Proton therapy can help cure cancer of the tongue, neck and head


Proton therapy, the latest evolution in radiation oncology can help better management of cancer of the tongue, neck and head. The tissues surrounding these organs are delicate and integrated to control varied functions that localized radiation therapy like proton therapy delivers better treatment outcomes without causing any secondary damage.

Proton therapy is gaining importance in cancer management due to its effective localized treatment minimizing the possibility of long-term complications, which are often caused by conventional X-Ray radiation therapies.

This therapy involves the radiation of proton (subatomic particles) beams and directly targets the tumor or the cancerous area to be treated without irradiating the healthy surrounding tissues and organs.

Evolution of radiation oncology:

Proton therapy

Intensity Modulated Radiation Therapy (IMRT) has enabled a great scope for target-specific treatment modality using photon beams. These continuously deposit energy while traversing the target tissue but those beyond the primary target also receive a small dose of radiation, which is not desired.

While, in proton therapy, the high energy proton particles deliver their entire energy only on the target tissue or organ depositing almost zero dose radiation to the secondary tissues. In comparison, proton therapy can be considered superior to other treatment modalities where the possibility of targeting the radiation is much higher.

Managing cancer of the tongue, neck and head with proton therapy:

The complex anatomy of head and neck demands multispecialty expertise as the cancers in these areas are rare.  However, cancer in head, neck and tongue can arise from 20 different sites like mouth, throat, nose, salivary glands, voice box, skin and sinuses which are tough to treat by normal radiation therapies. The delicate nature of the tissues poses a high risk of developing serious complications.

Proton therapy causes lesser complications:

check your tongue

Normal radiotherapy causes severe side effects seriously impacting the quality of life. Let us consider the tongue which is intricately placed in the oral cavity and is connected with sensitive and delicate organs like lips, salivary glands, cheek, jawbone, thyroid gland and even spinal cord.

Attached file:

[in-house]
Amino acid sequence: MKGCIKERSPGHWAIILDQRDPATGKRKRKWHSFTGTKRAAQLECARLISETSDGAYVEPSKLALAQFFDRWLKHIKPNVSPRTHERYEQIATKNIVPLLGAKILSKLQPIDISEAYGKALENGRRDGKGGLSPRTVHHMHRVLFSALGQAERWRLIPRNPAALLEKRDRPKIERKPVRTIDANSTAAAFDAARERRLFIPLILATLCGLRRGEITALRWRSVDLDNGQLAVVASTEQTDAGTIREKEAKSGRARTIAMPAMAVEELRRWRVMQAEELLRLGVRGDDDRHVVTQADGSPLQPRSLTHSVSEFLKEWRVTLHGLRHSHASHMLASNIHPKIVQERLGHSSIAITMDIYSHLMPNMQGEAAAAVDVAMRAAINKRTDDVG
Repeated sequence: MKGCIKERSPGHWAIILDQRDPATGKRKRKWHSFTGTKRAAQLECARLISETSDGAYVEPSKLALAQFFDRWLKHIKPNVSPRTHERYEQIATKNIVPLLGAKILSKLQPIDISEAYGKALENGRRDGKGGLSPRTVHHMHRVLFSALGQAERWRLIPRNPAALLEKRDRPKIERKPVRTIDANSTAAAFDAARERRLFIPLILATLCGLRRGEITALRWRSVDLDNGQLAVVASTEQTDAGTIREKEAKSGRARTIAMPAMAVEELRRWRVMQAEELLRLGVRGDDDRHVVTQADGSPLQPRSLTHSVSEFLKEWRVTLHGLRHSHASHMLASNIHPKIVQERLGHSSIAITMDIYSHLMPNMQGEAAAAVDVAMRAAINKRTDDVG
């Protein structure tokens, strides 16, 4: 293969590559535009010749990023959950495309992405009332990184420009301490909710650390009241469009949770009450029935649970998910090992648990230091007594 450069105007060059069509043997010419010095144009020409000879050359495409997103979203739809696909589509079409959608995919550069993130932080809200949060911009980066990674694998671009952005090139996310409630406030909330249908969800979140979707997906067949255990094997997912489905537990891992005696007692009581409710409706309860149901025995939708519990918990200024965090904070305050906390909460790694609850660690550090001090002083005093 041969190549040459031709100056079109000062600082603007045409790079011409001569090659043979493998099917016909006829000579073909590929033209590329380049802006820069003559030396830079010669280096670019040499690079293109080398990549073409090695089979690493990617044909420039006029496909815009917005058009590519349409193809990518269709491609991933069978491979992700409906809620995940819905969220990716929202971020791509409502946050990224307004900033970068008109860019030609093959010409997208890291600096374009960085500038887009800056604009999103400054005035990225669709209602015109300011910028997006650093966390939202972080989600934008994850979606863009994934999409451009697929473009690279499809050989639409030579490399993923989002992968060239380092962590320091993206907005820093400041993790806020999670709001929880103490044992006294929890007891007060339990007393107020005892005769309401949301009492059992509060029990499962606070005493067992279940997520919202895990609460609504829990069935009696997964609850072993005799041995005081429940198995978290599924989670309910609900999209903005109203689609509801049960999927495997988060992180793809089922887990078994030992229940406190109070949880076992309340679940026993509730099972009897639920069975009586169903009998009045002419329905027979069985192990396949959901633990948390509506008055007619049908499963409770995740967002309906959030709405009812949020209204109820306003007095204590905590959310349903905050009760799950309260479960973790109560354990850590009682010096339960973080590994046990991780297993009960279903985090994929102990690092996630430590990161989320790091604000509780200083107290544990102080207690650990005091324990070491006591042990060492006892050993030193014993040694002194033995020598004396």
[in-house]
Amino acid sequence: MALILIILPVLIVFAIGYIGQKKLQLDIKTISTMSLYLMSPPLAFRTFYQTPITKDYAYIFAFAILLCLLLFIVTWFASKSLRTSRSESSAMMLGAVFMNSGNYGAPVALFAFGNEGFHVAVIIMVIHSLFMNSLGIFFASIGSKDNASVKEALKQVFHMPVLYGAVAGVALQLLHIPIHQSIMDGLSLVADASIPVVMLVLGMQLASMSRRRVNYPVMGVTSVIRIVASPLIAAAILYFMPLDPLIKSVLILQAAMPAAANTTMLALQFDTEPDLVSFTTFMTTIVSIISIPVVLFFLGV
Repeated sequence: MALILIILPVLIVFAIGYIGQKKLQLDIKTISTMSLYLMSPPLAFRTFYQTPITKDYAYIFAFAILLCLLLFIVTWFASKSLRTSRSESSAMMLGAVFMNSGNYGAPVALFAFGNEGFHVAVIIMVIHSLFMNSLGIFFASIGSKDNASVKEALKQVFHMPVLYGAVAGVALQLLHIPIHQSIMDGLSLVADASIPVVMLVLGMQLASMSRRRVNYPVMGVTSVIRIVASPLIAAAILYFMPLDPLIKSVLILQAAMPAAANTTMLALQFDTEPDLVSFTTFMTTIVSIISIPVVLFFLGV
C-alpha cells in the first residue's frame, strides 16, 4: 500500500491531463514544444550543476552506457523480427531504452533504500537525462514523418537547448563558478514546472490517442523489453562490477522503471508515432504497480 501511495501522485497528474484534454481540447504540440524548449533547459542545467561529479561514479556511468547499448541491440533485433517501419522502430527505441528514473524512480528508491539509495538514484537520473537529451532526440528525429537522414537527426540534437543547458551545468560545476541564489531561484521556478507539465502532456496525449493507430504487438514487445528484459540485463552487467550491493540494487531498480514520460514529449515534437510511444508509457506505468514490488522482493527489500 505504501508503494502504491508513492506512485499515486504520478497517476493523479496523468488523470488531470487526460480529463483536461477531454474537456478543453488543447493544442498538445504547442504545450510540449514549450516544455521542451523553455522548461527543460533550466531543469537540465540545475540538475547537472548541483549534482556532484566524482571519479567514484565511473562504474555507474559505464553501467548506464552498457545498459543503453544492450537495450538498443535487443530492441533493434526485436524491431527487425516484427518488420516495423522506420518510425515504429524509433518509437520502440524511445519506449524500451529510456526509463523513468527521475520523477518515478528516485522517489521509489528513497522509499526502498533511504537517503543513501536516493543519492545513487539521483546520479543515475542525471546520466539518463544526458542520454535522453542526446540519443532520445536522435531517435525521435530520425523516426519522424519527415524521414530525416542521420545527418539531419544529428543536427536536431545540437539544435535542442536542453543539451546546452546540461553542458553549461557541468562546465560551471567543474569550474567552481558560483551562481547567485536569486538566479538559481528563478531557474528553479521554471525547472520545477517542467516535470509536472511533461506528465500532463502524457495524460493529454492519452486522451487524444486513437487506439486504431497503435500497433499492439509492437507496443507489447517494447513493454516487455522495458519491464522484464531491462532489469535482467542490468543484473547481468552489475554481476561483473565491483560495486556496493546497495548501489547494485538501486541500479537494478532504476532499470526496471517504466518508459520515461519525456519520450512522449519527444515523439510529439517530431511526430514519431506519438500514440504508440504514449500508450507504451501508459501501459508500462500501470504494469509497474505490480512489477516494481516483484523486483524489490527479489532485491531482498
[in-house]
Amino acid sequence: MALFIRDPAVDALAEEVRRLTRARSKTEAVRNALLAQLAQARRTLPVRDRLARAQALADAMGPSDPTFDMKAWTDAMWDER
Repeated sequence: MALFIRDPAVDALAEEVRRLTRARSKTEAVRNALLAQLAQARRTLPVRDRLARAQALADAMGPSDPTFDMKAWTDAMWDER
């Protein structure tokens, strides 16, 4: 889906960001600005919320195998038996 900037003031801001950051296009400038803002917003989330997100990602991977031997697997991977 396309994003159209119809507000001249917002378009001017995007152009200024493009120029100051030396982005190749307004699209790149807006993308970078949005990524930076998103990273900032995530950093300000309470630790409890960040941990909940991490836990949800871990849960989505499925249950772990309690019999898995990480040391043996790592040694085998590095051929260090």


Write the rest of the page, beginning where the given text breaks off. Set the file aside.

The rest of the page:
Unfortunately, tumors located in tongue demands higher doses of radiation. Treating these areas is highly challenging because radiation is bound to affect the surrounding healthy tissues. The patient if given normal radiation often suffers from painful mouth sores, difficulty in swallowing, significant loss of taste and extremely dry mouth. Sometimes it can also lead to permanent loss of hearing. This can be minimized through proton therapy.

Remotely located tumors in the brain cannot be treated with normal radiotherapy as there are high chances of damaging optic nerves which may lead to permanent blindness. Proton therapy is very effective in such cases as it will target the tumor only leaving other tissues unscathed.

Improved localized radiation:

The pencil-beam scanning technique of proton therapy further concentrates the radiation on the targeted site which is even better than other types of proton therapy that involves passively scattered protons.

Better scope for multiple doses of radiation:

Proton therapy

One dose of radiation is often not quite enough to control cancer. In case more than one dose is required, proton therapy is more advantageous as the controlled radiation can be directed to the targeted site only. Naturally, this results in higher cure rates as there are much lesser chances of recurrence.

Reduced chance of secondary cancers:

Proton therapy reduces the chances of secondary cancers in the surrounding organs and tissues which are often caused by repeat doses of X-Ray radiation.

Delivering less toxicity is the key advantage:

 neck cancer

Proton therapy is yet to find widespread applications as clinical trials are still on to confirm its superiority to IMRT. Though IMRT has provided much improved results in the domain of treating head and neck cancer, but proton therapy seems to be a better modality.

A study with 81 patients at MD Anderson reported better treatment outcome with proton therapy. Therefore, this therapy holds a great future for treating head, neck and tongue cancer. It is worth creating more proton therapy centers for the benefit of patients.

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